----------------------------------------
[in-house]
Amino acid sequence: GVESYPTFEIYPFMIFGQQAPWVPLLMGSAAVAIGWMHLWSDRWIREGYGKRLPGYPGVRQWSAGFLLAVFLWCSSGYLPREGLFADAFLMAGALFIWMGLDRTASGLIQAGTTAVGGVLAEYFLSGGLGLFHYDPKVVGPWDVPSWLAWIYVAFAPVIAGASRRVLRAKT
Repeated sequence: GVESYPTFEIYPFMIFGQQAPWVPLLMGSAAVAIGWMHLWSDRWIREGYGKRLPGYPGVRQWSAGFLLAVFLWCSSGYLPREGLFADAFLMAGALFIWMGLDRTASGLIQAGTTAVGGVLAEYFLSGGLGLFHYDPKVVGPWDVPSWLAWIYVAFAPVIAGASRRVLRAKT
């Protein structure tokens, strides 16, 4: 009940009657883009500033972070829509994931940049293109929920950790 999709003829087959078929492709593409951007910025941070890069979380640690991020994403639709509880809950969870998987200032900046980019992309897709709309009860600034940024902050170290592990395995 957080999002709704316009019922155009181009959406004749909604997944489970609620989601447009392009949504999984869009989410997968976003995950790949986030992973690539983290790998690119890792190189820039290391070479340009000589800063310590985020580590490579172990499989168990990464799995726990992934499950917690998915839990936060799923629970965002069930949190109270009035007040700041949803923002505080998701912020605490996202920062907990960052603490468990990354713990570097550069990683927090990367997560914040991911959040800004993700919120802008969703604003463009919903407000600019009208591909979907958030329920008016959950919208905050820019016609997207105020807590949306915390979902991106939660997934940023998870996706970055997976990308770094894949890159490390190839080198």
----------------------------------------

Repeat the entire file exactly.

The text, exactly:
[in-house]
Amino acid sequence: GVESYPTFEIYPFMIFGQQAPWVPLLMGSAAVAIGWMHLWSDRWIREGYGKRLPGYPGVRQWSAGFLLAVFLWCSSGYLPREGLFADAFLMAGALFIWMGLDRTASGLIQAGTTAVGGVLAEYFLSGGLGLFHYDPKVVGPWDVPSWLAWIYVAFAPVIAGASRRVLRAKT
Repeated sequence: GVESYPTFEIYPFMIFGQQAPWVPLLMGSAAVAIGWMHLWSDRWIREGYGKRLPGYPGVRQWSAGFLLAVFLWCSSGYLPREGLFADAFLMAGALFIWMGLDRTASGLIQAGTTAVGGVLAEYFLSGGLGLFHYDPKVVGPWDVPSWLAWIYVAFAPVIAGASRRVLRAKT
């Protein structure tokens, strides 16, 4: 009940009657883009500033972070829509994931940049293109929920950790 999709003829087959078929492709593409951007910025941070890069979380640690991020994403639709509880809950969870998987200032900046980019992309897709709309009860600034940024902050170290592990395995 957080999002709704316009019922155009181009959406004749909604997944489970609620989601447009392009949504999984869009989410997968976003995950790949986030992973690539983290790998690119890792190189820039290391070479340009000589800063310590985020580590490579172990499989168990990464799995726990992934499950917690998915839990936060799923629970965002069930949190109270009035007040700041949803923002505080998701912020605490996202920062907990960052603490468990990354713990570097550069990683927090990367997560914040991911959040800004993700919120802008969703604003463009919903407000600019009208591909979907958030329920008016959950919208905050820019016609997207105020807590949306915390979902991106939660997934940023998870996706970055997976990308770094894949890159490390190839080198």